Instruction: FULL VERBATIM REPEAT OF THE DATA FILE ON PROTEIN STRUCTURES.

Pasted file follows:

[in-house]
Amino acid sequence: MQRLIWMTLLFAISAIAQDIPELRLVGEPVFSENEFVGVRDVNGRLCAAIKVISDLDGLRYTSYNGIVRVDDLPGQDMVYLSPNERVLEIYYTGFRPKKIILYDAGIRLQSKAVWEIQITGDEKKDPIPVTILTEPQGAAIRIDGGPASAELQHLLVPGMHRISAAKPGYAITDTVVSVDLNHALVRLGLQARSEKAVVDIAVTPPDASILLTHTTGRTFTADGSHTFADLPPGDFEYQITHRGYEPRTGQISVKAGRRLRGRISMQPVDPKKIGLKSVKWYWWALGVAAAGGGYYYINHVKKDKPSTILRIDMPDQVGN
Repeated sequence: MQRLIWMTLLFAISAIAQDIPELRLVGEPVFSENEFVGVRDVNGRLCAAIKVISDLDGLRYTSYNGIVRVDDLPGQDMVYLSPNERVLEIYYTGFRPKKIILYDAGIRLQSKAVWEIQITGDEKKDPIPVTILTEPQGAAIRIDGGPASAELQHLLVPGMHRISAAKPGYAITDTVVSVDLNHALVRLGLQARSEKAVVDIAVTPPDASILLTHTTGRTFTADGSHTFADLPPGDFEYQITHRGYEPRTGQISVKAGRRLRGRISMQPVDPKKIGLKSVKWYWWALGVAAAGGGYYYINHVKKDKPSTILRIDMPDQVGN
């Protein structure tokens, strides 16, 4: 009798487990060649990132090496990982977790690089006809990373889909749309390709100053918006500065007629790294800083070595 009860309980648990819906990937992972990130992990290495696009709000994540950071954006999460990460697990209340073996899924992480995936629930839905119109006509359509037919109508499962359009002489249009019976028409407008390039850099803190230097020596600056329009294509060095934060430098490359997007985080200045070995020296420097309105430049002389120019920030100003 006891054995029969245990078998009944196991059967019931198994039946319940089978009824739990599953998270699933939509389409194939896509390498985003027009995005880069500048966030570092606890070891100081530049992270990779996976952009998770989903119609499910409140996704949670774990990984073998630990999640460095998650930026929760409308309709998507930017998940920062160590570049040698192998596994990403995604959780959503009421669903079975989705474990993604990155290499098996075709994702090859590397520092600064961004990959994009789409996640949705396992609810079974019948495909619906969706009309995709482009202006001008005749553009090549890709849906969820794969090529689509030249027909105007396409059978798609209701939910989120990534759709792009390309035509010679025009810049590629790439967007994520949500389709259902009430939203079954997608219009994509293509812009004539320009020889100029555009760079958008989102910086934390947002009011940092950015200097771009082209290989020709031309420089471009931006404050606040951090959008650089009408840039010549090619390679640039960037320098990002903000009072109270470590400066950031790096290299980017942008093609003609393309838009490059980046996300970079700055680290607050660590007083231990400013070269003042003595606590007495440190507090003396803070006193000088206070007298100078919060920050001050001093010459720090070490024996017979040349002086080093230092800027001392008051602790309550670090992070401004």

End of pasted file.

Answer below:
[in-house]
Amino acid sequence: MQRLIWMTLLFAISAIAQDIPELRLVGEPVFSENEFVGVRDVNGRLCAAIKVISDLDGLRYTSYNGIVRVDDLPGQDMVYLSPNERVLEIYYTGFRPKKIILYDAGIRLQSKAVWEIQITGDEKKDPIPVTILTEPQGAAIRIDGGPASAELQHLLVPGMHRISAAKPGYAITDTVVSVDLNHALVRLGLQARSEKAVVDIAVTPPDASILLTHTTGRTFTADGSHTFADLPPGDFEYQITHRGYEPRTGQISVKAGRRLRGRISMQPVDPKKIGLKSVKWYWWALGVAAAGGGYYYINHVKKDKPSTILRIDMPDQVGN
Repeated sequence: MQRLIWMTLLFAISAIAQDIPELRLVGEPVFSENEFVGVRDVNGRLCAAIKVISDLDGLRYTSYNGIVRVDDLPGQDMVYLSPNERVLEIYYTGFRPKKIILYDAGIRLQSKAVWEIQITGDEKKDPIPVTILTEPQGAAIRIDGGPASAELQHLLVPGMHRISAAKPGYAITDTVVSVDLNHALVRLGLQARSEKAVVDIAVTPPDASILLTHTTGRTFTADGSHTFADLPPGDFEYQITHRGYEPRTGQISVKAGRRLRGRISMQPVDPKKIGLKSVKWYWWALGVAAAGGGYYYINHVKKDKPSTILRIDMPDQVGN
């Protein structure tokens, strides 16, 4: 009798487990060649990132090496990982977790690089006809990373889909749309390709100053918006500065007629790294800083070595 009860309980648990819906990937992972990130992990290495696009709000994540950071954006999460990460697990209340073996899924992480995936629930839905119109006509359509037919109508499962359009002489249009019976028409407008390039850099803190230097020596600056329009294509060095934060430098490359997007985080200045070995020296420097309105430049002389120019920030100003 006891054995029969245990078998009944196991059967019931198994039946319940089978009824739990599953998270699933939509389409194939896509390498985003027009995005880069500048966030570092606890070891100081530049992270990779996976952009998770989903119609499910409140996704949670774990990984073998630990999640460095998650930026929760409308309709998507930017998940920062160590570049040698192998596994990403995604959780959503009421669903079975989705474990993604990155290499098996075709994702090859590397520092600064961004990959994009789409996640949705396992609810079974019948495909619906969706009309995709482009202006001008005749553009090549890709849906969820794969090529689509030249027909105007396409059978798609209701939910989120990534759709792009390309035509010679025009810049590629790439967007994520949500389709259902009430939203079954997608219009994509293509812009004539320009020889100029555009760079958008989102910086934390947002009011940092950015200097771009082209290989020709031309420089471009931006404050606040951090959008650089009408840039010549090619390679640039960037320098990002903000009072109270470590400066950031790096290299980017942008093609003609393309838009490059980046996300970079700055680290607050660590007083231990400013070269003042003595606590007495440190507090003396803070006193000088206070007298100078919060920050001050001093010459720090070490024996017979040349002086080093230092800027001392008051602790309550670090992070401004």